30 April 2012

The Birthday Party

The play was Harold Pinter’s The Birthday Party. Though I have not seen very many productions of Pinter’s work I have read a considerable number of his full length plays, and so I did know a bit for what I was in store. There was an absurdist quality to The Birthday Party that called to mind the plays of Samuel Beckett and especially Waiting for Godot. People speak in a Pinter play but unlike in Beckett’s Godot, nobody really seems to be listening. And what is spoken often has little to do with anything, really. Conversation in The Birthday Party is all small talk, non-sequiturs, meaningless banter and empty repartee, whereas in Beckett the small talk barely disguises profundity. Vladimir and Estragon speak and hold the illusion that they speak meaningfully. Estragon says to Vladimir, “That’s the idea, let’s ask each other questions.” Anything to give them the impression that they exist! The reality of their condition keeps imposing itself upon them and thus, Vladimir and Estragon speak to each other to pass the time: in actuality they are trying to hold off the horror of their existence. When Estragon attempts to tell Vladimir his dreams, Vladimir cuts him off: “DON’T TELL ME!” he screams, and Estragon, gesturing toward the universe replies, “This one is enough for you?” The talk is absurd because it is an attempt to avoid the void that their silence reveals.
But in The Birthday Party the conversation is absurd in the sense that though the talk is addressed to someone, it is not meant to accomplish very much outside of merely reporting events. The conversation reveals nothing and usually means nothing.  The conversation is silent. And what is suppressed under all of the talk is a violence and fear. What speaks is silence. Pinter says “There are two silences. One when no word is spoken. The other when perhaps a torrent of language is being employed. This speech is speaking of a language locked beneath it. That is its continual reference. The speech we hear is an indication of that which we don’t hear. It is a necessary avoidance, a violent, sly, anguished or mocking smoke screen which keeps the other in its place.” This speech is intended to maintain silence.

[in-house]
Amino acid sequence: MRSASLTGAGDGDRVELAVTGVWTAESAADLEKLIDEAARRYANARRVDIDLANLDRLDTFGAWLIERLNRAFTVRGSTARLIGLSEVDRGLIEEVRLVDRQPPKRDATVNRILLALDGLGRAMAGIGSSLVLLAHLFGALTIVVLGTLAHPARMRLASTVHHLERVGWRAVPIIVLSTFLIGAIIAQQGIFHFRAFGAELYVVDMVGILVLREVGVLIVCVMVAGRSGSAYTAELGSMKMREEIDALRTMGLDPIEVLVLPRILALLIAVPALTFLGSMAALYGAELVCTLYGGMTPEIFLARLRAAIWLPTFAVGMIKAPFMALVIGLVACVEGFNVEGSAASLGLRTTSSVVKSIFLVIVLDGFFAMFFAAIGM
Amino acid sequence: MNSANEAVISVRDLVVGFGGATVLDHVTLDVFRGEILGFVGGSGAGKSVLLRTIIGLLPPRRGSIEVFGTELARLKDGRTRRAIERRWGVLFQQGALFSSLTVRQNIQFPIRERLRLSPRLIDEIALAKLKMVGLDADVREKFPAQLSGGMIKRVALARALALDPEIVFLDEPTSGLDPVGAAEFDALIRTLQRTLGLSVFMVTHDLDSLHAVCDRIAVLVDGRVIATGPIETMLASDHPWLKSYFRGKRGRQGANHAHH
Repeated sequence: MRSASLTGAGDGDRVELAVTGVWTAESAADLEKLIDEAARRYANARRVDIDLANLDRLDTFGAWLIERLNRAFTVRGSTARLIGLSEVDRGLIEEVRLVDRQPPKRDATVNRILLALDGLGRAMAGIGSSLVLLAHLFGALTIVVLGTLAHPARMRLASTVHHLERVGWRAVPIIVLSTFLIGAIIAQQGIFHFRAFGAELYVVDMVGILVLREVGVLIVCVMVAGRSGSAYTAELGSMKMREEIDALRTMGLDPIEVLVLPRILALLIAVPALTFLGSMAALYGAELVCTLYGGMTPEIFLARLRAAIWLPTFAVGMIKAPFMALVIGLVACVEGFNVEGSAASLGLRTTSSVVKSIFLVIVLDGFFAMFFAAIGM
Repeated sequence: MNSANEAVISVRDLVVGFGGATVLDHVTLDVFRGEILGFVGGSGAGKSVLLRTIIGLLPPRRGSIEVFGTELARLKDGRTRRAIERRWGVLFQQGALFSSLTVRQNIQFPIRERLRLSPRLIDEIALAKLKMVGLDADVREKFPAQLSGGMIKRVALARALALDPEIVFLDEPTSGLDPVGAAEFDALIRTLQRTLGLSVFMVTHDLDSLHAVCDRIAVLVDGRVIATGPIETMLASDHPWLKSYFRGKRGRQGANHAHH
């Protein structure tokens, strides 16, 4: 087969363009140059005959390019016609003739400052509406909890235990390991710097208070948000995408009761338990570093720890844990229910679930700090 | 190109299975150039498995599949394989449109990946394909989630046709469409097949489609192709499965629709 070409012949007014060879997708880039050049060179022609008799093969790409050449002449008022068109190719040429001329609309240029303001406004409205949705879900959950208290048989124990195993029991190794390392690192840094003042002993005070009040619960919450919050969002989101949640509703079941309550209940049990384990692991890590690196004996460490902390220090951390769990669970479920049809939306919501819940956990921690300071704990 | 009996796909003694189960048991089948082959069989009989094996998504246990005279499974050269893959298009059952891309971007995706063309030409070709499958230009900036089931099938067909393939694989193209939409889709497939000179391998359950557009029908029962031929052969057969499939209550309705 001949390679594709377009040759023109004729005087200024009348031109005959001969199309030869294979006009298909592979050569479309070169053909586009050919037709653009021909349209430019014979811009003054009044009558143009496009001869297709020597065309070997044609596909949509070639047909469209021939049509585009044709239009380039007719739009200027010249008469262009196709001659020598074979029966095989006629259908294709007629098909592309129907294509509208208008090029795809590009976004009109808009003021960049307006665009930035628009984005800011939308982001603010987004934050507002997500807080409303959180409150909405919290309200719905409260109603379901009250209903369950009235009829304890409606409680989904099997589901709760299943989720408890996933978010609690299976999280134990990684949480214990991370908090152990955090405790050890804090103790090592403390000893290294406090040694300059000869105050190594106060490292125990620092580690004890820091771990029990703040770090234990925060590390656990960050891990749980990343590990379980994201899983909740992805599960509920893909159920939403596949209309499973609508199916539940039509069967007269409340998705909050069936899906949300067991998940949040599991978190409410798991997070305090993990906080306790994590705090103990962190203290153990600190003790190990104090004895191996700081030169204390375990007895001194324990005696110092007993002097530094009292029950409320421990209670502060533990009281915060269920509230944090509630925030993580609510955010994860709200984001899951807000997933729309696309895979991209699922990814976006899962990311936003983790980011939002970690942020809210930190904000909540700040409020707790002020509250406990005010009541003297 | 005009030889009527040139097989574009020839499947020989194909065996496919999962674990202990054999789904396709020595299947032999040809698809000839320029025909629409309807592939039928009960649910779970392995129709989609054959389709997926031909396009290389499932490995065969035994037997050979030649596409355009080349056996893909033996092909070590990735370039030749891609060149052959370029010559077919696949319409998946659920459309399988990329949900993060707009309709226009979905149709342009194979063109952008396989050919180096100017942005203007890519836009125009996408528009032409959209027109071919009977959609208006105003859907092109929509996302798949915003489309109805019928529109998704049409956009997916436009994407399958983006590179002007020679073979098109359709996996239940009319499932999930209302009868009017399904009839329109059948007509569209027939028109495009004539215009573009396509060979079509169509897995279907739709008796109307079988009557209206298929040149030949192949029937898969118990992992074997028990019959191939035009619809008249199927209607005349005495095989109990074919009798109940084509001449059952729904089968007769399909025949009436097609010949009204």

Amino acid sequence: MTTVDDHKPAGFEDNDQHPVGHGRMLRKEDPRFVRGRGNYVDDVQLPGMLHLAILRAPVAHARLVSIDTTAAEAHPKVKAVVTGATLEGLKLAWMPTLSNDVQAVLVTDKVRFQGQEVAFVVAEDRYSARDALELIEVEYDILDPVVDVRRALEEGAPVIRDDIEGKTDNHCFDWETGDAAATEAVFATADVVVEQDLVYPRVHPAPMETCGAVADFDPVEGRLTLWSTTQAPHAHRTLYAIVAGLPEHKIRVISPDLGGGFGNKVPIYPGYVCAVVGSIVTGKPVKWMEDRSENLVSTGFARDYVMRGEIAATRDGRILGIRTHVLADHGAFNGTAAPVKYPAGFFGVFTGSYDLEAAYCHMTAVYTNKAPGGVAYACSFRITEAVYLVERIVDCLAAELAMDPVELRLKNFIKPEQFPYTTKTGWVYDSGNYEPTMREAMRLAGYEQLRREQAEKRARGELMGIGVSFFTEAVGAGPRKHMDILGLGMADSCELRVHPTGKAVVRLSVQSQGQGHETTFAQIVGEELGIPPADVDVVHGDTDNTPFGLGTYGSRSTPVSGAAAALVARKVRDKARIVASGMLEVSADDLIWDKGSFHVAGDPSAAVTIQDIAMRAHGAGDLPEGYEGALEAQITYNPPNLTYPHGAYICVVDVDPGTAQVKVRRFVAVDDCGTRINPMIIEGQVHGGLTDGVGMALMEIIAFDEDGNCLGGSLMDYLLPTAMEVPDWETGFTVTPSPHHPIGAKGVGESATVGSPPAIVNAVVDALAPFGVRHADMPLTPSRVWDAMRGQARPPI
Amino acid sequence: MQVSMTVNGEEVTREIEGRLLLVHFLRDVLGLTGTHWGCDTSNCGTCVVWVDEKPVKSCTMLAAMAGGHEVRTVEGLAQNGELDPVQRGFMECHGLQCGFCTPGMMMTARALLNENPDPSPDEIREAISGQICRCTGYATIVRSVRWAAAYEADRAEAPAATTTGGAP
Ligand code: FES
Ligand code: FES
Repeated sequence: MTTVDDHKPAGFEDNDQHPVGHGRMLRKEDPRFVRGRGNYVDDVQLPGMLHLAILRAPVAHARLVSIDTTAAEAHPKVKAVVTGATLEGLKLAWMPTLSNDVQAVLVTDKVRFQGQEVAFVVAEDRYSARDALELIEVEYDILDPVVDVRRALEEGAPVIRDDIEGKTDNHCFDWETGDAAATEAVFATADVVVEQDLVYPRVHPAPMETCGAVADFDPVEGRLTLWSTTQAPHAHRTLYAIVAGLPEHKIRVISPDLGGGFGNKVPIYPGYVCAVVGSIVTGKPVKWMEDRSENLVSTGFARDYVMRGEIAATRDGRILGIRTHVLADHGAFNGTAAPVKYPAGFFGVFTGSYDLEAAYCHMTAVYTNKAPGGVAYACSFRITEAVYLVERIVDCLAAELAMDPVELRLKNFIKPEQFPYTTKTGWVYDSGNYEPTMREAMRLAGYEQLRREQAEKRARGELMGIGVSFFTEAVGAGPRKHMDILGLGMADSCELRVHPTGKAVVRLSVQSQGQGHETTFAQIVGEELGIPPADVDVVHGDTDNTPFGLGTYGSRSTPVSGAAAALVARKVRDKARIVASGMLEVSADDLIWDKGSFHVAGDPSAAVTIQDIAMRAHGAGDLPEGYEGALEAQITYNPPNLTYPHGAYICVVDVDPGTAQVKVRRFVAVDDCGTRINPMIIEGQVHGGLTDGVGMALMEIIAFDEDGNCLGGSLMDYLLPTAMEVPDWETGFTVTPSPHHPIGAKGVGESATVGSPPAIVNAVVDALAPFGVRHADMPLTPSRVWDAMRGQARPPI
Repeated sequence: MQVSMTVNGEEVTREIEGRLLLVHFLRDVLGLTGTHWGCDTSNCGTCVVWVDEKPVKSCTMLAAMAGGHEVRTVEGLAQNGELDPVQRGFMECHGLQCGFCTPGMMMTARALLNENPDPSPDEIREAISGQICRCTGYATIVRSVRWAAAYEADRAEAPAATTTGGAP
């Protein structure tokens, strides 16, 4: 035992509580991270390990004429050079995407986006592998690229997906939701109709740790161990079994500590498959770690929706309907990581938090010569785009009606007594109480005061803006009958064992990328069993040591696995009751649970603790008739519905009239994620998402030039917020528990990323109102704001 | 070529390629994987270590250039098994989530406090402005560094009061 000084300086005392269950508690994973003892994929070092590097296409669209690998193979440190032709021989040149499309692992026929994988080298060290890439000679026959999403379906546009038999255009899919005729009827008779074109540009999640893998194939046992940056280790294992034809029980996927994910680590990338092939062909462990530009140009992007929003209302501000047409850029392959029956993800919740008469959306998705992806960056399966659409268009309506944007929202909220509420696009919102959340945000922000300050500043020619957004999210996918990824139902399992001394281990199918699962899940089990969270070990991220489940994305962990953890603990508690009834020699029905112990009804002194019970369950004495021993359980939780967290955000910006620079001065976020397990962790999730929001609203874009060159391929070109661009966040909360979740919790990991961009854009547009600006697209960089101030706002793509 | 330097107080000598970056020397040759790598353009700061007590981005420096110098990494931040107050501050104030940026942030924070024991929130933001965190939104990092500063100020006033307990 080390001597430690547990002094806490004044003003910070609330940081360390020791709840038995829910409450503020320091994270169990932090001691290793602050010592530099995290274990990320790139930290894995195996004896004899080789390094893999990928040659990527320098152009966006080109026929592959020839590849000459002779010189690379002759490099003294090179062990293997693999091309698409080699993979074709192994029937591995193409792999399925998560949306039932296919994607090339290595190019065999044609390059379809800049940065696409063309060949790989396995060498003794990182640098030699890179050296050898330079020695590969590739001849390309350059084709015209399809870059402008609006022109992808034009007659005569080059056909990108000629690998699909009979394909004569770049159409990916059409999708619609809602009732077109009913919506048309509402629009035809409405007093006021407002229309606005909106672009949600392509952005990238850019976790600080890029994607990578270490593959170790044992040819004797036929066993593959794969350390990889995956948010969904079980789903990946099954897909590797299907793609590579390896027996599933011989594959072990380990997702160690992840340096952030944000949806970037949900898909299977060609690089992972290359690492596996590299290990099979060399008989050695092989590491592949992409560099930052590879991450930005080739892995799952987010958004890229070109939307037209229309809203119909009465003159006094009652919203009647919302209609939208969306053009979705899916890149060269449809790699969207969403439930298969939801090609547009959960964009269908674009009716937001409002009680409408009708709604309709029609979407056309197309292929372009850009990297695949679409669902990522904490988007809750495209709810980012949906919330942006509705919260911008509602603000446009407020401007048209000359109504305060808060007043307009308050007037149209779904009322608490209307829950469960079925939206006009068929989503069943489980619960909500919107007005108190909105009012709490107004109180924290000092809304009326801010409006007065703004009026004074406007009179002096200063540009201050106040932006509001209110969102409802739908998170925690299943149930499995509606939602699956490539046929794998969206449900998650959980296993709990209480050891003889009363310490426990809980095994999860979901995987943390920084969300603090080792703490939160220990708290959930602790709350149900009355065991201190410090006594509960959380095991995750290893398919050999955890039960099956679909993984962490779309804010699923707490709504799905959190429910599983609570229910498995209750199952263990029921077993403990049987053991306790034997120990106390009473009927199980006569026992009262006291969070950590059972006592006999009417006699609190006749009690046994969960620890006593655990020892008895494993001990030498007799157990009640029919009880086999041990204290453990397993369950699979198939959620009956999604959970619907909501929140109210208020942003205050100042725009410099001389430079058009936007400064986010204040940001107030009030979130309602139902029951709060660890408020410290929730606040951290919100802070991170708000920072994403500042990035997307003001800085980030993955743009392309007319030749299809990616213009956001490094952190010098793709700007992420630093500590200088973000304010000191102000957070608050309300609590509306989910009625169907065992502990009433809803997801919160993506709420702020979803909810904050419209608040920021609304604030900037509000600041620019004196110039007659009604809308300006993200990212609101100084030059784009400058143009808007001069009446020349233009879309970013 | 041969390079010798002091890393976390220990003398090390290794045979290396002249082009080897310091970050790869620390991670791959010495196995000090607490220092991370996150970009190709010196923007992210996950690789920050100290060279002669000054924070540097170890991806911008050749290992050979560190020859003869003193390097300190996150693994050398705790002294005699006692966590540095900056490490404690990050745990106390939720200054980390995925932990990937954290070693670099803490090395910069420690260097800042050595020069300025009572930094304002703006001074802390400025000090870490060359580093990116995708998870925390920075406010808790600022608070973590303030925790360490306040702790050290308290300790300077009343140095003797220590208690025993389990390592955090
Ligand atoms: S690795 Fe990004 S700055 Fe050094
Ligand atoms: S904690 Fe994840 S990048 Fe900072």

The Birthday Party is not about what was said but about what remains unspoken. Butthis matter sometimes comes issuing up with volcanic force. In the play idle banter transforms seamlessly into vituperative assault and violent confrontation, and simple games quickly transform into barely concealed assault. At the play’s end, Goldberg and McCann lead Stanley out of the boarding house in which he has resided, but now he can no longer even speak. The meaninglessness of conversation has perhaps thus far protected him; now forced out into the world, he cannot think to address it: shaved, showered and dressed, Stanley can no longer speak.


Post a Comment

<< Home